e-commerce

The Columbia Encyclopedia, 6th ed.

e-commerce

e-commerce, commerce conducted over the Internet, most often via the World Wide Web. E-commerce can apply to purchases made through the Web or to business-to-business activities such as inventory transfers. A customer can order items from a vendor's Web site, paying with a credit card (the customer enters account information via the computer) or with a previously established "cybercash" account. The transaction information is transmitted (usually by modem) to a financial institution for payment clearance and to the vendor for order fulfillment. Personal and account information is kept confidential through the use of "secured transactions" that use encryption technology (see data encryption).

In an effort to further the development of e-commerce, the federal Electronic Signatures Act (2000) established uniform national standards for determining the circumstances under which contracts and notifications in electronic form are legally valid. Legal standards were also specified regarding the use of an electronic signature ( "an electronic sound, symbol, or process, attached to or logically associated with a contract or other record and executed or adopted by a person with the intent to sign the record" ), but the law did not specify technological standards for implementing the act. The act gave electronic signatures a legal standing similar to that of paper signatures, allowing contracts and other agreements, such as those establishing a loan or brokerage account, to be signed on line.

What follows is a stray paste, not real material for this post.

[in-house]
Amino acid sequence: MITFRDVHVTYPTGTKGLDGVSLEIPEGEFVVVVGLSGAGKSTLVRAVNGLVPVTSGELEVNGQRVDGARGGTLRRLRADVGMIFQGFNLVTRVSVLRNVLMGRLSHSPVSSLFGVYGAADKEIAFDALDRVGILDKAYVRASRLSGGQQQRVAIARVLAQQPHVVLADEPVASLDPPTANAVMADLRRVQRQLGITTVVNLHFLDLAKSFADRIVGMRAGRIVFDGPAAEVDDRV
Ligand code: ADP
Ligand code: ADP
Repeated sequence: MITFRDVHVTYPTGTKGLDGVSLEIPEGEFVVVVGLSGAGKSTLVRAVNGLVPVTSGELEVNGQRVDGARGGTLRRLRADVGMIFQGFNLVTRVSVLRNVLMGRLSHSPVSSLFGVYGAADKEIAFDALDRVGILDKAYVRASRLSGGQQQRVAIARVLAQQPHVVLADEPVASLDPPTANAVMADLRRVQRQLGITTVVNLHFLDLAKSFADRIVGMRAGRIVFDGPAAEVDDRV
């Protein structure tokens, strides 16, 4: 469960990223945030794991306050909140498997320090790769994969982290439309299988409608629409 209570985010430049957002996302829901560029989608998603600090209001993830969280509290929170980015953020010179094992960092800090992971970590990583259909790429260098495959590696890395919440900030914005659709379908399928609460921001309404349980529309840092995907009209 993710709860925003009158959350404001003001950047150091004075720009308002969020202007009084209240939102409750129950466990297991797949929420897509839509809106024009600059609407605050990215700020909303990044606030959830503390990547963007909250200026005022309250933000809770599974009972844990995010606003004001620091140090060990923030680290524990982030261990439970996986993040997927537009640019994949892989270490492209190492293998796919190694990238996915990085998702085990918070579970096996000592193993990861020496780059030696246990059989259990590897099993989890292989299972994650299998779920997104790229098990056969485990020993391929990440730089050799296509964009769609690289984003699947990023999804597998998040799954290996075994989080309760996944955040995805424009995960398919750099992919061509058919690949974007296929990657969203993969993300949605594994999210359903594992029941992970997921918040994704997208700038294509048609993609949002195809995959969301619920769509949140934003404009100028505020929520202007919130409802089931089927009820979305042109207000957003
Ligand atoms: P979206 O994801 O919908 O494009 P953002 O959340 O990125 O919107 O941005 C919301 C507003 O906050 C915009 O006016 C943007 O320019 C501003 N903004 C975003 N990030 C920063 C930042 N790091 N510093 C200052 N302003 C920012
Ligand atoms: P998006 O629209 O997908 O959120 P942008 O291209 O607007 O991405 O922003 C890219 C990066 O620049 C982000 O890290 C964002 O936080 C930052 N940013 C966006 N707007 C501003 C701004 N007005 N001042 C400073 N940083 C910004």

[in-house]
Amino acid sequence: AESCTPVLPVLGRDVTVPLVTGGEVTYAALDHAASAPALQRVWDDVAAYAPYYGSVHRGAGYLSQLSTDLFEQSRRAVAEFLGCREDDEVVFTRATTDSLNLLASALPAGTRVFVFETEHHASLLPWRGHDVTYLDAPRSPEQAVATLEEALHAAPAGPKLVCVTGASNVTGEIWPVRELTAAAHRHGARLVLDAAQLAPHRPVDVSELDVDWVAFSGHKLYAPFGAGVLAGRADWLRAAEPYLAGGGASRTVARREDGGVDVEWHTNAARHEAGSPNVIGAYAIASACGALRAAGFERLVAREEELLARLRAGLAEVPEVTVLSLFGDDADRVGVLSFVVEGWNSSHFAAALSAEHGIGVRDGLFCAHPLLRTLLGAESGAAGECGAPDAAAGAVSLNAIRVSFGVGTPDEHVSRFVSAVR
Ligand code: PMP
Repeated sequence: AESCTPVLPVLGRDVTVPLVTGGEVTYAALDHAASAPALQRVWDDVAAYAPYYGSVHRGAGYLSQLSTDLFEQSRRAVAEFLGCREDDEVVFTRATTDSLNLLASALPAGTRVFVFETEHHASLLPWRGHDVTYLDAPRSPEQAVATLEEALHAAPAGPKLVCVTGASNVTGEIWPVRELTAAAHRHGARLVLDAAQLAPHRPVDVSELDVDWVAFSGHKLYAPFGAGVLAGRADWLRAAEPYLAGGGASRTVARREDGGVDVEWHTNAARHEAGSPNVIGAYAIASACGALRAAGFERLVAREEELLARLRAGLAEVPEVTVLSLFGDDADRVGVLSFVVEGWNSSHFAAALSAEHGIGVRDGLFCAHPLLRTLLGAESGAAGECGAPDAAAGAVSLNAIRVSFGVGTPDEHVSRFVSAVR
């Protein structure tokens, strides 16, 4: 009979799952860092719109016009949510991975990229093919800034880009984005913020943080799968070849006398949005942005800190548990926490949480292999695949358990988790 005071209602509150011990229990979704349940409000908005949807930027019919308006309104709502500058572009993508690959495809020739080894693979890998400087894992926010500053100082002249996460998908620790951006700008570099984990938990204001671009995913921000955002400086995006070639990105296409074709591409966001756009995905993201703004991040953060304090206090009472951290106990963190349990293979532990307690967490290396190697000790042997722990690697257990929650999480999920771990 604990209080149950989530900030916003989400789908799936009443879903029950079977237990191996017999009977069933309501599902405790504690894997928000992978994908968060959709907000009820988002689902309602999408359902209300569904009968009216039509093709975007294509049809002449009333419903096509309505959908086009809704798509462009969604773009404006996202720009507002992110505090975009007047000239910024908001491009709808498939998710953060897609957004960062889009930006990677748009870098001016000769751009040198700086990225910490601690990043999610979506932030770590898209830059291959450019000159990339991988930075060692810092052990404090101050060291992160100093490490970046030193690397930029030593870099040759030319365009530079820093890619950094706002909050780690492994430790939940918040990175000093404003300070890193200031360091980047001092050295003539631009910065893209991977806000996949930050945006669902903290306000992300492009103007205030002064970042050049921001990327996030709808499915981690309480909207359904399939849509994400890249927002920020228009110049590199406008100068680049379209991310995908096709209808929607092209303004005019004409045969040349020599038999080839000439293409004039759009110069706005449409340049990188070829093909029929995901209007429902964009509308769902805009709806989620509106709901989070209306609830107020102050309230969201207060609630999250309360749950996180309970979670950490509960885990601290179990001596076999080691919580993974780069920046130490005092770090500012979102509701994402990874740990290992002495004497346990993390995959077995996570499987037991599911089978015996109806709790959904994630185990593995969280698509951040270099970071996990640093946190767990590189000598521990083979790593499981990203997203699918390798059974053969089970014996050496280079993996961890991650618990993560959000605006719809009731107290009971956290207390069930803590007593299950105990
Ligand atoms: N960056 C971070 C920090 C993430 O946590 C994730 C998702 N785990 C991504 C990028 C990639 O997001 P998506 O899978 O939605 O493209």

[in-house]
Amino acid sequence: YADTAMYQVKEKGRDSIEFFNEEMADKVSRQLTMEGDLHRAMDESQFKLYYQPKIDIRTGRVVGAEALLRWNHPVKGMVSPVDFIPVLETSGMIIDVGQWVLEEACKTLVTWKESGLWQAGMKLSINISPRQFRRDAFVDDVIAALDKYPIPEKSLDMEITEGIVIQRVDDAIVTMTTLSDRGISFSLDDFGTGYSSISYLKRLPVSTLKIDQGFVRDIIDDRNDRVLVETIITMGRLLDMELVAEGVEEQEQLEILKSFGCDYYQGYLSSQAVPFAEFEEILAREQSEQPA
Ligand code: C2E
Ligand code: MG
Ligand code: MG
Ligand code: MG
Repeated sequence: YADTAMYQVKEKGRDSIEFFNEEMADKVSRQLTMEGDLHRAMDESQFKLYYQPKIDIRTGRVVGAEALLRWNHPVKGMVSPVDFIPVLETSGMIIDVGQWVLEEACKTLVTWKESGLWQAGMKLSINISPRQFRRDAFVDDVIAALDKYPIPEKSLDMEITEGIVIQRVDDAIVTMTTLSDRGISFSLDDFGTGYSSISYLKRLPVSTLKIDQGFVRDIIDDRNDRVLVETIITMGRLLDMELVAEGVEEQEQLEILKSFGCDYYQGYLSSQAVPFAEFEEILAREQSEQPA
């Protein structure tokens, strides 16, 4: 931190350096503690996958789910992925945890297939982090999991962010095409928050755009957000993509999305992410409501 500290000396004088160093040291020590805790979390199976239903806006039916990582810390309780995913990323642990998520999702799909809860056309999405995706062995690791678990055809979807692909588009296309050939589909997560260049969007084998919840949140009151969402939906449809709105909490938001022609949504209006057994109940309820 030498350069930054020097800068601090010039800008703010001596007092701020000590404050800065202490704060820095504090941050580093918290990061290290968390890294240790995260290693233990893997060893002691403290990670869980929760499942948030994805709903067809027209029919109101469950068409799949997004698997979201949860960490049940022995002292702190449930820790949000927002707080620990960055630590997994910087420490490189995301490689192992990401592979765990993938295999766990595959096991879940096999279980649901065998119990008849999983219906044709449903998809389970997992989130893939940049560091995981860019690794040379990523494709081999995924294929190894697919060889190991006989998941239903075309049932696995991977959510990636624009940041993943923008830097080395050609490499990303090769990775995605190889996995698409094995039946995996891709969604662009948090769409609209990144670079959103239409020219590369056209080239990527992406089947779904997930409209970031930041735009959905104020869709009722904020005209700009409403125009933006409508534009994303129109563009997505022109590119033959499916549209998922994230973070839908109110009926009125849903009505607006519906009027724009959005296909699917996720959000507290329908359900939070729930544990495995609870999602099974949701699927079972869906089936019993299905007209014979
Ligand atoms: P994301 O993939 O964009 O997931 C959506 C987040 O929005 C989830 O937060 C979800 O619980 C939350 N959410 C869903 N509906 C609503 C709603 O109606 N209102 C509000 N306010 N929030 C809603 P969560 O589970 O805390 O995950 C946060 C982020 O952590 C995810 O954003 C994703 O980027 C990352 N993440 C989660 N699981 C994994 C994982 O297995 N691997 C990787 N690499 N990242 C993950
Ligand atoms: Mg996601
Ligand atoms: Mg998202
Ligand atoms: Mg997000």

Once consumers' worries eased about on-line credit card purchases, e-commerce grew rapidly in the late 1990s. In 1998 on-line retail ( "e-tail" ) sales were $7.2 billion, double the amount in 1997. On-line retail ordering represented 15% of nonstore sales (which included catalogs, television sales, and direct sales) in 1998, but this constituted only 1% of total retail revenues that year. Books are the most popular on-line product order—with over half of Web shoppers ordering books (one on-line bookseller, Amazon.com, which started in 1995, had revenues of $610 million in 1998)—followed by software, audio compact discs, and personal computers. Other on-line commerce includes trading of stocks, purchases of airline tickets and groceries, and participation in auctions.

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